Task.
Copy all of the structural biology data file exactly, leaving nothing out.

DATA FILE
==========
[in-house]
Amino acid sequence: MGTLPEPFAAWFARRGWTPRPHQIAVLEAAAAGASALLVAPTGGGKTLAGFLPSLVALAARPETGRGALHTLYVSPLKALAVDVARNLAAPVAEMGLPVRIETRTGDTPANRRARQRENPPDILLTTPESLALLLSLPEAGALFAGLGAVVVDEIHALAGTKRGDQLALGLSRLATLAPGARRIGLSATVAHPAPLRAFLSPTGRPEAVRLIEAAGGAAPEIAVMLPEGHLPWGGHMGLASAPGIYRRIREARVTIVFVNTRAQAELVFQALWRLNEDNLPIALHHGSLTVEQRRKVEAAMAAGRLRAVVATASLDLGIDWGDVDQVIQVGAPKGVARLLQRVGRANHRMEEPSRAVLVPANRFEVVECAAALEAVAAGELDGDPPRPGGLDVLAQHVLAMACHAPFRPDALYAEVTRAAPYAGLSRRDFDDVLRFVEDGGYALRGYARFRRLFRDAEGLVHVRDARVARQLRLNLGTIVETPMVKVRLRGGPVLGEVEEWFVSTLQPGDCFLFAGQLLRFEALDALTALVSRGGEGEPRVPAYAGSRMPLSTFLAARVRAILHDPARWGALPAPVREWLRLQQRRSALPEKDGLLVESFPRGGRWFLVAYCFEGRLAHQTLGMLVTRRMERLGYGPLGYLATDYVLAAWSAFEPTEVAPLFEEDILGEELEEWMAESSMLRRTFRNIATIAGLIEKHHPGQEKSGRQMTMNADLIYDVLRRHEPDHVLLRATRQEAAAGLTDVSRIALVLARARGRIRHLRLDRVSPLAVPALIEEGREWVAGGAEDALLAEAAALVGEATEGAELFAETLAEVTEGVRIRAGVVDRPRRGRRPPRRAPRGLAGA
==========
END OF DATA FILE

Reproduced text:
[in-house]
Amino acid sequence: MGTLPEPFAAWFARRGWTPRPHQIAVLEAAAAGASALLVAPTGGGKTLAGFLPSLVALAARPETGRGALHTLYVSPLKALAVDVARNLAAPVAEMGLPVRIETRTGDTPANRRARQRENPPDILLTTPESLALLLSLPEAGALFAGLGAVVVDEIHALAGTKRGDQLALGLSRLATLAPGARRIGLSATVAHPAPLRAFLSPTGRPEAVRLIEAAGGAAPEIAVMLPEGHLPWGGHMGLASAPGIYRRIREARVTIVFVNTRAQAELVFQALWRLNEDNLPIALHHGSLTVEQRRKVEAAMAAGRLRAVVATASLDLGIDWGDVDQVIQVGAPKGVARLLQRVGRANHRMEEPSRAVLVPANRFEVVECAAALEAVAAGELDGDPPRPGGLDVLAQHVLAMACHAPFRPDALYAEVTRAAPYAGLSRRDFDDVLRFVEDGGYALRGYARFRRLFRDAEGLVHVRDARVARQLRLNLGTIVETPMVKVRLRGGPVLGEVEEWFVSTLQPGDCFLFAGQLLRFEALDALTALVSRGGEGEPRVPAYAGSRMPLSTFLAARVRAILHDPARWGALPAPVREWLRLQQRRSALPEKDGLLVESFPRGGRWFLVAYCFEGRLAHQTLGMLVTRRMERLGYGPLGYLATDYVLAAWSAFEPTEVAPLFEEDILGEELEEWMAESSMLRRTFRNIATIAGLIEKHHPGQEKSGRQMTMNADLIYDVLRRHEPDHVLLRATRQEAAAGLTDVSRIALVLARARGRIRHLRLDRVSPLAVPALIEEGREWVAGGAEDALLAEAAALVGEATEGAELFAETLAEVTEGVRIRAGVVDRPRRGRRPPRRAPRGLAGA